Set in the the early 90s, the fabulous Andrea Riseborough is ‘Collette’, an IRA terrorist who leaves a bomb on the London underground. Only she doesn’t set the timer and is caught by MI5. Still hating the British for the murder of her little brother 20 years earlier, she is desperately seeking a way out to protect her young son, and is recruited by MI5’s ‘Mac’ (Clive Owen) to spy on her two brothers who have committed a number of sectarian killings in Northern Ireland. However, Mac is not sure that he can trust his boss Fletcher (Gillian Anderson) and the IRA soon suspect a traitor in their midst.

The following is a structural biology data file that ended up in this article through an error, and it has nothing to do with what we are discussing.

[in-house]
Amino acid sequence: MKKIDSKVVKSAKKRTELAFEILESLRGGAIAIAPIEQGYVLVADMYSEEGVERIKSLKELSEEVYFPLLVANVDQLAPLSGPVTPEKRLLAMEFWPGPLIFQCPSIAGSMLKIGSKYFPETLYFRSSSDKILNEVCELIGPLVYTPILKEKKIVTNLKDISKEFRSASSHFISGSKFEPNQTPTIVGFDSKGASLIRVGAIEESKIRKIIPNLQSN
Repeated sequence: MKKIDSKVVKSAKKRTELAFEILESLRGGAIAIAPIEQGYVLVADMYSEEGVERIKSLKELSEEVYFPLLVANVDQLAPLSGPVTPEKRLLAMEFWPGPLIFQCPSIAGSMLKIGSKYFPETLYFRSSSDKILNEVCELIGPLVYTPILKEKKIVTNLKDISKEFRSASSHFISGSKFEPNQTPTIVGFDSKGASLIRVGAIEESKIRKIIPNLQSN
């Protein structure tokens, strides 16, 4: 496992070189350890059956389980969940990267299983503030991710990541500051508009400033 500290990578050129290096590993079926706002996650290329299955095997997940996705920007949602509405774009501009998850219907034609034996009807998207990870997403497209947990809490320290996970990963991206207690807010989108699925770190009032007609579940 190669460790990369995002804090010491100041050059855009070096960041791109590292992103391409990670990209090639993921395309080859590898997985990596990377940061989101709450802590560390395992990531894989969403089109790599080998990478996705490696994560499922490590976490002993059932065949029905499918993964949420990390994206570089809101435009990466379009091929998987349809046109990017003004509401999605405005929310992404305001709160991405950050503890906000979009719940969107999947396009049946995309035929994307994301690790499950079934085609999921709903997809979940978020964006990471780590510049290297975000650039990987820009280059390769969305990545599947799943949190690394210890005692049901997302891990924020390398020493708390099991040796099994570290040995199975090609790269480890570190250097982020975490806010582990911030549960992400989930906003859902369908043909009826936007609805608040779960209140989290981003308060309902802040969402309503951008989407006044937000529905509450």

Adapted by Tom Bradby from his own novel, and directed unfussily by James Marsh (who made the amazinig documentary ‘Man on Wire’) this BBC film is about grit – not glamour, car chases and explosions – in a similar way to ‘Tinker, Taylor, Soldier Spy’ and ‘Fifty Dead Men Walking‘. The performances were universally terrific, and Andrea Riseborough – the female equivalent of Michael Sheen – notches up another first class role, even Clive Owen (who I personally often find a bit wooden) was great – this was compelling, adult story telling.
One thing though: I was walking back home after the film, when I suddenly realised that the film’s ending wasn’t what I had thought it was!
For those of you in the USA, I don’t think it has a release date yet, but if you like your thrillers intelligent, real and gloss free – look out for it.